|Photo: Susan Montoya Bryan|
|Sarah Palin, right, greets Susana Martinez, her pick for New Mexico governor. Martinez wants to end N.M.'s medical marijuana program and take away safe access for patients.|
"I do not support distributing marijuana for any purposes, which is in violation of federal law," Martinez told The Daily Lobo, the University of New Mexico's student paper, last week.
"There are many other treatments for patients in need that do not break federal law," Martinez said. Yeah, too bad those don't work, eh, Susana?
But the Palin endorsee may not get her way. Undoing the state's three-year-old medicinal cannabis law would not be easy, either through the Legislature or through voter referendum.
Collecting enough votes among state lawmakers to overturn the state's medical marijuana law is a long shot, reports Trip Jennings at the New Mexico Independent.
The New Mexico State Senate approved the bill by an overwhelming 32-3 vote in 2007. And even state Sen. Vernon Asbill (R-Carlsbad), one of only three "no" votes, said that although he'd vote for repeal, it didn't seem likely to happen.
According to Asbill, there has been no dramatic shift in legislators' opinions on medical marijuana, and there probably won't be, "unless there is some large-scale abuse -- and that hasn't been reported," Asbill said.
The bill passed the New Mexico House of Representatives on a much closer vote, 36-31, but even if the majority shifted to favoring repeal of medical marijuana, that wouldn't matter. Repealing a law requires approval from both the House and the Senate.
Voter referendum is an even more difficult path for overturning a state law. The last time New Mexico voters successfully repealed a state law in a referendum was in the 1930s, according to the Legislative Council Service. Referendums to repeal laws in the 1950s and 1960s failed.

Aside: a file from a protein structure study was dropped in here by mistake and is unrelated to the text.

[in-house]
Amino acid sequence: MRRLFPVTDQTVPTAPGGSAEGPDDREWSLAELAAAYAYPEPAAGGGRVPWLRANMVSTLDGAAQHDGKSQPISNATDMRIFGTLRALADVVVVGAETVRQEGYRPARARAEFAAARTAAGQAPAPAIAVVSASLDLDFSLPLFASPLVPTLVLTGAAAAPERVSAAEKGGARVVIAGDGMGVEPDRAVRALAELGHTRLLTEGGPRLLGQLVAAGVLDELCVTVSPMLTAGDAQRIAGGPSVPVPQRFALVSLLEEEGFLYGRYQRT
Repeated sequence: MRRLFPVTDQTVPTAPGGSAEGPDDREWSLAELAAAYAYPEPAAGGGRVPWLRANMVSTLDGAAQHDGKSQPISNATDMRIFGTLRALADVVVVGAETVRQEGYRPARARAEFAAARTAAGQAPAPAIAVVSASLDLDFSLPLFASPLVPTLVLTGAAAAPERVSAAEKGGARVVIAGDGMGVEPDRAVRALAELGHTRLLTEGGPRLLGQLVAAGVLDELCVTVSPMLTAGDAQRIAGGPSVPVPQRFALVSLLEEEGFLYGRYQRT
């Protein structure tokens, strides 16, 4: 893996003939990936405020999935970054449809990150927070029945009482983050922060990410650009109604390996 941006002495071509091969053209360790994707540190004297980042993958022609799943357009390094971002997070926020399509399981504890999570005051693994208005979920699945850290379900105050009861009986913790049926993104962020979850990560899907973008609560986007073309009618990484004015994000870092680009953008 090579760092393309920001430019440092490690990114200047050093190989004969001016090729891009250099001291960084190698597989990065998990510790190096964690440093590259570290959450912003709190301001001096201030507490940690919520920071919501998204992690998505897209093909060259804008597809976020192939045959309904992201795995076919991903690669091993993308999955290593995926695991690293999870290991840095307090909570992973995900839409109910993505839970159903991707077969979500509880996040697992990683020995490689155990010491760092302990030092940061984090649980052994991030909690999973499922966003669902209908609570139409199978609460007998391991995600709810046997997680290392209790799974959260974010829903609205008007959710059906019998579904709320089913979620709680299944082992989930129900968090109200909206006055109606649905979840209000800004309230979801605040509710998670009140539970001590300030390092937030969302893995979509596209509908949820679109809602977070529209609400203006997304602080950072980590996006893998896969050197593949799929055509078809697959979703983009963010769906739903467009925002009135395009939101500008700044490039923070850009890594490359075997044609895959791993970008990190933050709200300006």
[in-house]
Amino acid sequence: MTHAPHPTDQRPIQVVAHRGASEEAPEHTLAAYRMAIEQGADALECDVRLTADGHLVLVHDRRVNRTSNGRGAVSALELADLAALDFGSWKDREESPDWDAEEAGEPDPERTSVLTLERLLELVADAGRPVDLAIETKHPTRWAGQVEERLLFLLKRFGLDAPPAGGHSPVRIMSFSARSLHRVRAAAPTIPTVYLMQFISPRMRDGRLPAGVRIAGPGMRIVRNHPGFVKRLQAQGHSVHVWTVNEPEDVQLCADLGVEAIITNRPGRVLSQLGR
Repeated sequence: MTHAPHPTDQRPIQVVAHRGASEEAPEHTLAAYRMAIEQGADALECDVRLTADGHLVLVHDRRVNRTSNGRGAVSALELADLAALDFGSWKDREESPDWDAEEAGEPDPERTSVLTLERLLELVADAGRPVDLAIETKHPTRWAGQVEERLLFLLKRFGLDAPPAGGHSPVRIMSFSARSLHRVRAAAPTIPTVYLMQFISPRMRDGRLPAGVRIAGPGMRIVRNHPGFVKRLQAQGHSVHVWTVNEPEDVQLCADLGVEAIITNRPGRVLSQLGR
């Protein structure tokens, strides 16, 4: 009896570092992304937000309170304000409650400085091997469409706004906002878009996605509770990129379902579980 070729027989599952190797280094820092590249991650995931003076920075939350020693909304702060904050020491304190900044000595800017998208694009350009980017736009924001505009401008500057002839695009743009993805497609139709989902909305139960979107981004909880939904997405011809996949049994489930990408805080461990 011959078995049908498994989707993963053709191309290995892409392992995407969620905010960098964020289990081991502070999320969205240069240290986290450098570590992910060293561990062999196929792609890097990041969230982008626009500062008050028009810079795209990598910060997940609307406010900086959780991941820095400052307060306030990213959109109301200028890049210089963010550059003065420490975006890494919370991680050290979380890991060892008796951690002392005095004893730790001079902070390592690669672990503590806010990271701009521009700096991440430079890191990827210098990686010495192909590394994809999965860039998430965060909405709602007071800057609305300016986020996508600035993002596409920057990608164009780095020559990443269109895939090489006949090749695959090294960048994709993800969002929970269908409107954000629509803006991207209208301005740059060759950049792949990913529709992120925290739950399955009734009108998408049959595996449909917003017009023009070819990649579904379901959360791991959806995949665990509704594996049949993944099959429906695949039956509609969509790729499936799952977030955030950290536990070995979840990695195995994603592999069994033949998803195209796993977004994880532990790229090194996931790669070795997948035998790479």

|Photo: Texas for Sarah Palin|
|Susana Martinez: "I do not support distributing marijuana for any purposes"|
The most likely scenario, should Martinez be elected governor, is her appointment of a secretary of health hostile to the state's medical marijuana program. Since governors control executive branch agencies, Martinez could direct the health department to make regulations so strict that they effectively stop the medical marijuana program's day-to-day operations.
Martinez would not answer questions about whether she might choose such an option if elected governor.
But even this approach -- gutting the medical marijuana program to the point where producers could no longer grow plants, and patients could no longer buy from state-licensed dispensaries -- could be challenging, according to one activist.
"It would really be an abuse of an agency's authority to thwart the law by regulating medical marijuana away," said Tamar Todd with the Drug Policy Alliance. "That might be subject to a legal challenge."
New Mexico's law is considered among the most strict of the 14 states with medical marijuana programs. Dispensaries are state-licensed, but only a few of them, and only after they clear several hurdles.
Only 11 nonprofits have been licensed so far to produce and distribute cannabis to 2,250 patients, according to Deborah Busemeyer, New Mexico Department of Health spokesperson.
About 1,022 of those patients are licensed to grow marijuana themselves, but only for personal use. "They cannot distribute and sell it," Busemeyer said.
Patients become authorized only after they present doctor-certified documents proving they suffer from one of a few qualifying illnesses.
The state recently announced some proposals aimed at making the medical marijuana program more financially self-sufficient. These include upping the cultivation license fee from $100 to $1,000, and imposing a 7 percent tax on annual gross receipts of the nonprofits that cultivate marijuana in the state.